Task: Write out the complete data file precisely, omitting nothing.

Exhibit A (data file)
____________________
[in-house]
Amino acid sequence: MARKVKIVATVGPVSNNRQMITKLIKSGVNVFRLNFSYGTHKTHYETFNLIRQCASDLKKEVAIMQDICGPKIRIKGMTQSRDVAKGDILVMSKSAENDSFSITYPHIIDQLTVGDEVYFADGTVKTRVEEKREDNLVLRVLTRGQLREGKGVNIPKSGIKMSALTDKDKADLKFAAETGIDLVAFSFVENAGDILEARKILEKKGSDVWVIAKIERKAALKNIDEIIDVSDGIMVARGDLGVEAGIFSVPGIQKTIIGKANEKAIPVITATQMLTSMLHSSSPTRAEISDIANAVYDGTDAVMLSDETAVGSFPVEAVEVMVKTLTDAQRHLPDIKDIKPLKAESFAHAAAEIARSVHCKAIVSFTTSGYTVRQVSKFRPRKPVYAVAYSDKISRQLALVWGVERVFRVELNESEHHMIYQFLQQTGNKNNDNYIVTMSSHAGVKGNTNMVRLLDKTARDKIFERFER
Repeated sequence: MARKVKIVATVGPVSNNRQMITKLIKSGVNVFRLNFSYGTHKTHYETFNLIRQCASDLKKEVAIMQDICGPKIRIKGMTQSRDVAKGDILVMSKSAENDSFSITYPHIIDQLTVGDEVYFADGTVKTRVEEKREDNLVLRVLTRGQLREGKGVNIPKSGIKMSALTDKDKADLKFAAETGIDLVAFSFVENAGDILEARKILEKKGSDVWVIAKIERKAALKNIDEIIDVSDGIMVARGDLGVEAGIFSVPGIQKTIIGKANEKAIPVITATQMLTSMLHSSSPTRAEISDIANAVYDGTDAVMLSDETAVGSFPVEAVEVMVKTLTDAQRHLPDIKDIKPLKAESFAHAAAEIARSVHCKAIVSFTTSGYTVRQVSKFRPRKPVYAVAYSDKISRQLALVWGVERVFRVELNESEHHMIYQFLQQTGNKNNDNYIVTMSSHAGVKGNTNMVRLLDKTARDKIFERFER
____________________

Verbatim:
[in-house]
Amino acid sequence: MARKVKIVATVGPVSNNRQMITKLIKSGVNVFRLNFSYGTHKTHYETFNLIRQCASDLKKEVAIMQDICGPKIRIKGMTQSRDVAKGDILVMSKSAENDSFSITYPHIIDQLTVGDEVYFADGTVKTRVEEKREDNLVLRVLTRGQLREGKGVNIPKSGIKMSALTDKDKADLKFAAETGIDLVAFSFVENAGDILEARKILEKKGSDVWVIAKIERKAALKNIDEIIDVSDGIMVARGDLGVEAGIFSVPGIQKTIIGKANEKAIPVITATQMLTSMLHSSSPTRAEISDIANAVYDGTDAVMLSDETAVGSFPVEAVEVMVKTLTDAQRHLPDIKDIKPLKAESFAHAAAEIARSVHCKAIVSFTTSGYTVRQVSKFRPRKPVYAVAYSDKISRQLALVWGVERVFRVELNESEHHMIYQFLQQTGNKNNDNYIVTMSSHAGVKGNTNMVRLLDKTARDKIFERFER
Repeated sequence: MARKVKIVATVGPVSNNRQMITKLIKSGVNVFRLNFSYGTHKTHYETFNLIRQCASDLKKEVAIMQDICGPKIRIKGMTQSRDVAKGDILVMSKSAENDSFSITYPHIIDQLTVGDEVYFADGTVKTRVEEKREDNLVLRVLTRGQLREGKGVNIPKSGIKMSALTDKDKADLKFAAETGIDLVAFSFVENAGDILEARKILEKKGSDVWVIAKIERKAALKNIDEIIDVSDGIMVARGDLGVEAGIFSVPGIQKTIIGKANEKAIPVITATQMLTSMLHSSSPTRAEISDIANAVYDGTDAVMLSDETAVGSFPVEAVEVMVKTLTDAQRHLPDIKDIKPLKAESFAHAAAEIARSVHCKAIVSFTTSGYTVRQVSKFRPRKPVYAVAYSDKISRQLALVWGVERVFRVELNESEHHMIYQFLQQTGNKNNDNYIVTMSSHAGVKGNTNMVRLLDKTARDKIFERFER